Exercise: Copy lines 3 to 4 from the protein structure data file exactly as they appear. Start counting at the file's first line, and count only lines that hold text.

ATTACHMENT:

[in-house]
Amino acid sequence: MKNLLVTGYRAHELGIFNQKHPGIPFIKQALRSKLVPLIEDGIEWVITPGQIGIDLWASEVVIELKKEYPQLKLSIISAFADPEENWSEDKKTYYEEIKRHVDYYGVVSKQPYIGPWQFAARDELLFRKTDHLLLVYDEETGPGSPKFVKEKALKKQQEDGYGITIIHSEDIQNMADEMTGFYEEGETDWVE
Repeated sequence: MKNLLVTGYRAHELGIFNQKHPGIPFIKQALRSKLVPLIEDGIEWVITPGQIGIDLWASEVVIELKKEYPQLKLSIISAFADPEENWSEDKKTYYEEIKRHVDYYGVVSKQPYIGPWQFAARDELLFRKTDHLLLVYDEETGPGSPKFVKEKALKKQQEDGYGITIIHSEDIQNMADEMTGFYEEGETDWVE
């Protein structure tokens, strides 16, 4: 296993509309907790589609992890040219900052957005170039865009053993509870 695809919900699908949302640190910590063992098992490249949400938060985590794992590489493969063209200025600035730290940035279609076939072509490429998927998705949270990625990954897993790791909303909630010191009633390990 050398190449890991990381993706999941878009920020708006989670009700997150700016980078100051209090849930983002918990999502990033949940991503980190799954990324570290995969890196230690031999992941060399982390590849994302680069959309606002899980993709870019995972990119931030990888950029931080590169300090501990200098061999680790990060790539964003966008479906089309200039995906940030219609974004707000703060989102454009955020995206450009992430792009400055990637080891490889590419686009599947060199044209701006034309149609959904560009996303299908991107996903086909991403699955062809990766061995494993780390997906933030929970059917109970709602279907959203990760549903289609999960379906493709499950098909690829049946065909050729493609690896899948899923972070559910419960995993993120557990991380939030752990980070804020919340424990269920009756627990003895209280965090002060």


Repeated sequence: MKNLLVTGYRAHELGIFNQKHPGIPFIKQALRSKLVPLIEDGIEWVITPGQIGIDLWASEVVIELKKEYPQLKLSIISAFADPEENWSEDKKTYYEEIKRHVDYYGVVSKQPYIGPWQFAARDELLFRKTDHLLLVYDEETGPGSPKFVKEKALKKQQEDGYGITIIHSEDIQNMADEMTGFYEEGETDWVE
């Protein structure tokens, strides 16, 4: 296993509309907790589609992890040219900052957005170039865009053993509870 695809919900699908949302640190910590063992098992490249949400938060985590794992590489493969063209200025600035730290940035279609076939072509490429998927998705949270990625990954897993790791909303909630010191009633390990 050398190449890991990381993706999941878009920020708006989670009700997150700016980078100051209090849930983002918990999502990033949940991503980190799954990324570290995969890196230690031999992941060399982390590849994302680069959309606002899980993709870019995972990119931030990888950029931080590169300090501990200098061999680790990060790539964003966008479906089309200039995906940030219609974004707000703060989102454009955020995206450009992430792009400055990637080891490889590419686009599947060199044209701006034309149609959904560009996303299908991107996903086909991403699955062809990766061995494993780390997906933030929970059917109970709602279907959203990760549903289609999960379906493709499950098909690829049946065909050729493609690896899948899923972070559910419960995993993120557990991380939030752990980070804020919340424990269920009756627990003895209280965090002060």